• an entity owned by such persons or an entity acting on behalf or at the direction of any of the above; or
    • the Government of Russia.

  • Extending the existing prohibition on directly or indirectly granting or entering into any arrangement to grant a new loan or credit, with a maturity exceeding 30 days to:
    • the entities listed in Schedule 2;
    • an entity which is incorporated or constituted under the law of a non-UK country and owned by one or more of the entities listed in Schedule 2, or an entity acting on behalf or at the direction of either that entity or an entity listed in Schedule 2;
    • an entity which is incorporated or constituted under the law of the UK and owned by an entity listed in Schedule 2, on or after 1 March 2022;
    • a person connected with Russia; or
    • the Government of Russia.

  • Prohibition on a UK credit or financial institution from establishing or continuing a correspondent banking relationship with a designated person if the UK credit or financial institution knows, or has reasonable cause to suspect, that the correspondent banking relationship is with a designated person.

  • Prohibition on a UK credit or financial institution from processing a sterling payment to, from or via, a designated person, or a credit or financial institution (domiciled anywhere including the UK) owned or controlled by the designated person, if the UK credit or financial institution has reasonable cause to suspect that the sterling payment is to, from or via a designated person.

  • A new tranche of trade sanctions on Russia were also introduced. The new measures include a list of critical-industry goods and critical-industry technology which are now prohibited for export, supply or transfer to, or for use in, Russia, along with the provision of related technical assistance, financial services and brokering services. Although there are some exceptions, which are set out in detail in the legislation, the ECJU has stated that licenses can only be granted in a few limited circumstances.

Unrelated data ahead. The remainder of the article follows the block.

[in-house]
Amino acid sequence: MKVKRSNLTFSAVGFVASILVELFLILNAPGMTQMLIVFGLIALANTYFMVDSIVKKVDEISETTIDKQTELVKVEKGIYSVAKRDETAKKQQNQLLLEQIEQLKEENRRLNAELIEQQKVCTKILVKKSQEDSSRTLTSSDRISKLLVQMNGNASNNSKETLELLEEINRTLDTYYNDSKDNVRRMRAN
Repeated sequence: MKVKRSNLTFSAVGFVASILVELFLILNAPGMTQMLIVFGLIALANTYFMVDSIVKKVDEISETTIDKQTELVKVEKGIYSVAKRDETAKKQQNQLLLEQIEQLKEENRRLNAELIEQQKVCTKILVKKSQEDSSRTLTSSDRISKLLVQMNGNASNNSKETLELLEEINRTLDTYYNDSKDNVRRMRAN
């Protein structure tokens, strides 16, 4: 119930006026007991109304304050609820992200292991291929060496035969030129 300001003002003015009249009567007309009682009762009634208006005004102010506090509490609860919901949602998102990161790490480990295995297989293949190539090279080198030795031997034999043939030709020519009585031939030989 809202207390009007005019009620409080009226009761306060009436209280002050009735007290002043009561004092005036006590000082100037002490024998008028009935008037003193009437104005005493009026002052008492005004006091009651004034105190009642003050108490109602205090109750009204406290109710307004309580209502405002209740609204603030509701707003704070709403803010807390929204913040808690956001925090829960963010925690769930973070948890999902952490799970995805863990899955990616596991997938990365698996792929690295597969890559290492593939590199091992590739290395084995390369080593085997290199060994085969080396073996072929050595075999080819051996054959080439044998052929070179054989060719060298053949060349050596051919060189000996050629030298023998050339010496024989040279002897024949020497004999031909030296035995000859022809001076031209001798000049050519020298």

What might happen next?

No immediate end to the conflict appears likely. Alarmingly, news reports suggest that Russia has intensified its attacks on key Ukrainian cities and the international criminal court confirmed it is opening an investigation into possible war crimes in Ukraine.

It is anticipated that the UK, EU and US will announce further individuals and entities who will become subject to sanctions and additional trade controls as the conflict continues. In addition to government led restrictions, increasingly a number of major international companies have stated that they have, or that they intend to, cease trading in Russia in response to the conflict.

Some practical steps to take

Businesses, projects and transactions that are connected with either Russia, Belarus, Ukraine and/or the Donetsk and Luhansk regions of Ukraine should continue to carefully monitor these developments as they unfold. This could include taking steps such as:

  • Checking relevant sanctions lists and updated government guidance regularly.

  • Carrying out enhanced screening of counterparties based in these jurisdictions, or where they are connected to these jurisdictions.

  • Ensuring that you understand how your supply chain might be impacted by restrictions.

  • Considering whether disruptions to the banking system might impact your financial arrangements.

For further information please contact: